Otherwise, I'd be joining you in the Dungeon.
SAD but not quite a Fail on Apple's part.
The fact is that this is "entry level" for Apple products, not for laptops. If you compare the MBP with similar offerings from others, it's not overpriced. And if you factor in the fact that Apple hardware keeps its value very good over the years its outright cheap in the long run (I have a MPB from 2009 and could still sell it for half its price when it was new -- try that with other laptops).
Anyway, these days a Macbook Air would be the better choice if you don't need the optical drive, a large HD or more than 4 Gigs of RAM. IF you need those though, the 13" MBP is still a very sensible choice. And if you're using this thing to earn money ("Pro") for a few years the upfront cost is just irrelevant.
PCs may lose more value as a per cent of the original cost* but they lose less value over all. You've lost 50% in 2 years of ownership of a mac but you can beat the specs of this mac for less than half its cost if you buy a pc. On price and specs there is no comparison. If you compare the functionality of win7 and osx they match up pretty well. So all your money really buys you is some aluminium and a glowing apple logo.
Who are you kidding? You can pick up a 2 year old MBP for perhaps 10-20% off their original list price... the ones that are dirt cheap have probably been abused.
I'm on a second-hand MacBook (the last plastic one) and for the price I paid for it I'm very happy... Granted, the fan sometimes goes mental, but then again you haven't heard the Toshiba or Samsung laptops when they are running full tilt either... they are just as noisy.
The spec for this 13" MBP is decent. It is *not* entry-level spec, and never will be. That's what the MacBook (God rest its soul) *was* for.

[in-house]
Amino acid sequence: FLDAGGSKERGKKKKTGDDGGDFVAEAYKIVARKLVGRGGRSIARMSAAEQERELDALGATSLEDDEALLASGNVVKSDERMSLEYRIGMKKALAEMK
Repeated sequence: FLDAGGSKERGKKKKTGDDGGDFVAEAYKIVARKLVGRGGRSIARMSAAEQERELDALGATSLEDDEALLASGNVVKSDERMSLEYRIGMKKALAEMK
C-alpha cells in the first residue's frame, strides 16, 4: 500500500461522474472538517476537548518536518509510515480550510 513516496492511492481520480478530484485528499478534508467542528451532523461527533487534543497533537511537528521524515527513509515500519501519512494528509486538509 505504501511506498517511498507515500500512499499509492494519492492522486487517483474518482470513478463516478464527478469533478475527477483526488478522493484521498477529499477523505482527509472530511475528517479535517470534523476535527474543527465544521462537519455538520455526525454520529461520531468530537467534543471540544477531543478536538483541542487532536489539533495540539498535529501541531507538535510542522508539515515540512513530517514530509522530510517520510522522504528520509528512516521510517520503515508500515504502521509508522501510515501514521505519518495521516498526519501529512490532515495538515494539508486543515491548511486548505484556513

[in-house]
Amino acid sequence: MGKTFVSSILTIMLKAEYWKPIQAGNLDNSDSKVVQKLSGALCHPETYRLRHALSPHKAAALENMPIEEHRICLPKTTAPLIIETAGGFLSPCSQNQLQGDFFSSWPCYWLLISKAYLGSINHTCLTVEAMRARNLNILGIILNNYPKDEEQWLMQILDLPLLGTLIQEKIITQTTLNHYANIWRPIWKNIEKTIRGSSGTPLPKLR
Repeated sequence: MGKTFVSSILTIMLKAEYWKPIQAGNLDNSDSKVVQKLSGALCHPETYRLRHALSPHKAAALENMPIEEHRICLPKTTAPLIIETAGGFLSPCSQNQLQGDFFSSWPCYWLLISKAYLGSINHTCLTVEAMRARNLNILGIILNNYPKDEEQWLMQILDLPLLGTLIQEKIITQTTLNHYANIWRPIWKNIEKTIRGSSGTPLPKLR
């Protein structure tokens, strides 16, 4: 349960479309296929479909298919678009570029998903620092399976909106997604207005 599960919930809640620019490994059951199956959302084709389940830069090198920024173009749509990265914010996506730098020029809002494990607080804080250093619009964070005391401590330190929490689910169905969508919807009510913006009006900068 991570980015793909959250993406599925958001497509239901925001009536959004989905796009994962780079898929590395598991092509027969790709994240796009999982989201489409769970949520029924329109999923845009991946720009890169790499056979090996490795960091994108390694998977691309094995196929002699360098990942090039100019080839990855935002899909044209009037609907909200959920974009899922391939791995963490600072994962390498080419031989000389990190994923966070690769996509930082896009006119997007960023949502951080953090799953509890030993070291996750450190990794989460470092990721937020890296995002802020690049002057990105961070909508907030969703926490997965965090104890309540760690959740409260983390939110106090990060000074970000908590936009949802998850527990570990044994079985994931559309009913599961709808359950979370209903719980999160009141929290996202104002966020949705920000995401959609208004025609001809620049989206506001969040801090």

If you lose 20% off the price of a mac then you lose the equivalent of 60% of the price of an equivalently-specced pc. But PCs don't lose that much value in 2 years, so macs lose more value. You're looking at return on capital rather than total cost of ownership.
PCs lose so little value that I ended up buying a new one when I'd have been happy with a 2nd hand. The price difference was negligible.
If you paid 10-20% off for a year old laptop, you paid too much.
I've sold my old Macbook Pro (similar to the one reviewed here) and my old Samsung laptop, each after about a year of use.
I've got about 60% of the original price of both. Except, because the MBP was a lot more expensive, in a year I lost $600 on the Macbook Pro, but only $300 on the Samsung.
Both laptops were in perfect shape.
For a start don't be bias just because its from Apple and you HATE apple fanbois.
I fucking hate iPhones, iPods, iPads, iMacs and anything else with an i on the start. All overpriced and ok, but nothing special.
I'd never have tried a mac book pro or air if my company didn't buy me one. Having said that, they are fucking amazing to work on, the operating system once you get over all the weird/pretty ui and just use it like you want, is great.